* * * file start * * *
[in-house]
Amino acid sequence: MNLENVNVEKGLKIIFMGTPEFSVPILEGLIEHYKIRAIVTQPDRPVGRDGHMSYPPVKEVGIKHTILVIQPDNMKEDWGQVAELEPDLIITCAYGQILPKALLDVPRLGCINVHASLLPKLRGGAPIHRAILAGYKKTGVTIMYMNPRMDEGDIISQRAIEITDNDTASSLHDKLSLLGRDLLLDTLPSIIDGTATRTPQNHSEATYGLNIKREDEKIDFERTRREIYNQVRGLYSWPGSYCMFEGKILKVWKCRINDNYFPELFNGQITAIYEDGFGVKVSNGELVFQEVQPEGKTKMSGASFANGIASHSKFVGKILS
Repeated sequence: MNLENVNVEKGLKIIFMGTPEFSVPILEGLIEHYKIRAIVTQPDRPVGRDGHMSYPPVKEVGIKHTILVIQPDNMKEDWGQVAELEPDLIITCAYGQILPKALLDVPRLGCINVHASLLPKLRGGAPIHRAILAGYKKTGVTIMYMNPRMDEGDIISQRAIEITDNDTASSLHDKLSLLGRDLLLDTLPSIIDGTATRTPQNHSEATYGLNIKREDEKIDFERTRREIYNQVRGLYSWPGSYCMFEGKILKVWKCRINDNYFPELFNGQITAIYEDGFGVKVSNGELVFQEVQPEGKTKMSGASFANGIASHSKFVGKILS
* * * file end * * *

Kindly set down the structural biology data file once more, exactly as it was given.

[in-house]
Amino acid sequence: MNLENVNVEKGLKIIFMGTPEFSVPILEGLIEHYKIRAIVTQPDRPVGRDGHMSYPPVKEVGIKHTILVIQPDNMKEDWGQVAELEPDLIITCAYGQILPKALLDVPRLGCINVHASLLPKLRGGAPIHRAILAGYKKTGVTIMYMNPRMDEGDIISQRAIEITDNDTASSLHDKLSLLGRDLLLDTLPSIIDGTATRTPQNHSEATYGLNIKREDEKIDFERTRREIYNQVRGLYSWPGSYCMFEGKILKVWKCRINDNYFPELFNGQITAIYEDGFGVKVSNGELVFQEVQPEGKTKMSGASFANGIASHSKFVGKILS
Repeated sequence: MNLENVNVEKGLKIIFMGTPEFSVPILEGLIEHYKIRAIVTQPDRPVGRDGHMSYPPVKEVGIKHTILVIQPDNMKEDWGQVAELEPDLIITCAYGQILPKALLDVPRLGCINVHASLLPKLRGGAPIHRAILAGYKKTGVTIMYMNPRMDEGDIISQRAIEITDNDTASSLHDKLSLLGRDLLLDTLPSIIDGTATRTPQNHSEATYGLNIKREDEKIDFERTRREIYNQVRGLYSWPGSYCMFEGKILKVWKCRINDNYFPELFNGQITAIYEDGFGVKVSNGELVFQEVQPEGKTKMSGASFANGIASHSKFVGKILS